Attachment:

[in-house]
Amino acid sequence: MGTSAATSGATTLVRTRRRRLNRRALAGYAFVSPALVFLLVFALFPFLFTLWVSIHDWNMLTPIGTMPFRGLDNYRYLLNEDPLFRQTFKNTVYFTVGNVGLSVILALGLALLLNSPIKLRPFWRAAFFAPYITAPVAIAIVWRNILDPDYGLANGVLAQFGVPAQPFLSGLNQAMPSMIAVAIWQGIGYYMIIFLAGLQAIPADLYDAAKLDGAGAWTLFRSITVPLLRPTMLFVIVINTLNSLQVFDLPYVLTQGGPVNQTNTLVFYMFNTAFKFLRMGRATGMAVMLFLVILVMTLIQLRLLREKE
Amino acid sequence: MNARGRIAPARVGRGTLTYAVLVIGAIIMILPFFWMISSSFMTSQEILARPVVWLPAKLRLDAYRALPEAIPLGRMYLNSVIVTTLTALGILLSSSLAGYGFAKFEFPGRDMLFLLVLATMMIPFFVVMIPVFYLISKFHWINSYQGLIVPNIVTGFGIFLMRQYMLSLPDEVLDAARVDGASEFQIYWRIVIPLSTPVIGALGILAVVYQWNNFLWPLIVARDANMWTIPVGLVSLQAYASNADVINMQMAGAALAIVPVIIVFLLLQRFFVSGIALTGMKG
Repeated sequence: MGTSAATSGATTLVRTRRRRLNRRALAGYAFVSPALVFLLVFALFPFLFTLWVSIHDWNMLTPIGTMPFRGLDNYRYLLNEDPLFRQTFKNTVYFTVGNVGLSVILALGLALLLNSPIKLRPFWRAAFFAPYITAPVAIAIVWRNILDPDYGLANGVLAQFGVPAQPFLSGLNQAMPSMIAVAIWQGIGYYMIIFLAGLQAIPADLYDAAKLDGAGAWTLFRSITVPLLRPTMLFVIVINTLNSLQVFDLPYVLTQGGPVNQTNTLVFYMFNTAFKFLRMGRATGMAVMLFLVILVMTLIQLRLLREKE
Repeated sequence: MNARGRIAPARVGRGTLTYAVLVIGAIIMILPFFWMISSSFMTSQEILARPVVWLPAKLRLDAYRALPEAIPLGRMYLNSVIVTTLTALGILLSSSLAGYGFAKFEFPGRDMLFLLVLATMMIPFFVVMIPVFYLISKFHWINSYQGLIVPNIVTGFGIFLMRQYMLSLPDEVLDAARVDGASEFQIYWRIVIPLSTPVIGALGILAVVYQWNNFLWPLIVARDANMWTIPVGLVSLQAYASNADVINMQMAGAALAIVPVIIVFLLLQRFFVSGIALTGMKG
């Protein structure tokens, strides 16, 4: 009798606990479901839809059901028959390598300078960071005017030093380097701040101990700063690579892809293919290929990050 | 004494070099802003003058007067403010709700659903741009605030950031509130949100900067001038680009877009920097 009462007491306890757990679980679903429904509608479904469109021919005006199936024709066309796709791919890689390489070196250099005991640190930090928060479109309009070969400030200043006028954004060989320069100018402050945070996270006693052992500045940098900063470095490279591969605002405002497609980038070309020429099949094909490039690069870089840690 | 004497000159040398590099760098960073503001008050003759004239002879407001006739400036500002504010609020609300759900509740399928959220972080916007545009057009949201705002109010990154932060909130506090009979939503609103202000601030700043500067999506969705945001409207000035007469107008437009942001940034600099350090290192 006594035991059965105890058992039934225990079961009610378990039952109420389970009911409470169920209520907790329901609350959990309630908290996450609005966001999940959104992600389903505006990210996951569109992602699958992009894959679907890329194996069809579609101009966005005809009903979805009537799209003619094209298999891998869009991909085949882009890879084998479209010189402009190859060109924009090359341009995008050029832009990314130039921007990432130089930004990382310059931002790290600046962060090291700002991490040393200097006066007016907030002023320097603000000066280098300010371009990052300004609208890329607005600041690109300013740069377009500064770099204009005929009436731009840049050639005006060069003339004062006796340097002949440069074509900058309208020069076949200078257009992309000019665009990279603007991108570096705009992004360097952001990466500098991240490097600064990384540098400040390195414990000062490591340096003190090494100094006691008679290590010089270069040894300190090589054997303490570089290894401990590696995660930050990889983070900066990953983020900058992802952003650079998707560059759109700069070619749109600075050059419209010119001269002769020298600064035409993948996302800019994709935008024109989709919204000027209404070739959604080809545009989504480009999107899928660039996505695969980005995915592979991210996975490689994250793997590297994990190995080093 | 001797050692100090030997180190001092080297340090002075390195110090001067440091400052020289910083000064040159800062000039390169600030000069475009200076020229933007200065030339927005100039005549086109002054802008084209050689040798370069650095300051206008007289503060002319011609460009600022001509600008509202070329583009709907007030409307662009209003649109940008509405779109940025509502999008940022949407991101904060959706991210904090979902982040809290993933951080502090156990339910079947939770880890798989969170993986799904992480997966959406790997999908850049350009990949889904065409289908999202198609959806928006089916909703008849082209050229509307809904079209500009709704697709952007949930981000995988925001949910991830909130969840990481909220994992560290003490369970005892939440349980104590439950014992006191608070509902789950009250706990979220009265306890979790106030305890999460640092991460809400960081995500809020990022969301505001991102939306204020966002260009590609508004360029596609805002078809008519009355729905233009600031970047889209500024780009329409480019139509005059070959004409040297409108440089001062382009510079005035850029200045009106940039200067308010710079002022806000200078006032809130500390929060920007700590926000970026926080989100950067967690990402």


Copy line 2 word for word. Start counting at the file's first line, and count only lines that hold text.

Amino acid sequence: MGTSAATSGATTLVRTRRRRLNRRALAGYAFVSPALVFLLVFALFPFLFTLWVSIHDWNMLTPIGTMPFRGLDNYRYLLNEDPLFRQTFKNTVYFTVGNVGLSVILALGLALLLNSPIKLRPFWRAAFFAPYITAPVAIAIVWRNILDPDYGLANGVLAQFGVPAQPFLSGLNQAMPSMIAVAIWQGIGYYMIIFLAGLQAIPADLYDAAKLDGAGAWTLFRSITVPLLRPTMLFVIVINTLNSLQVFDLPYVLTQGGPVNQTNTLVFYMFNTAFKFLRMGRATGMAVMLFLVILVMTLIQLRLLREKE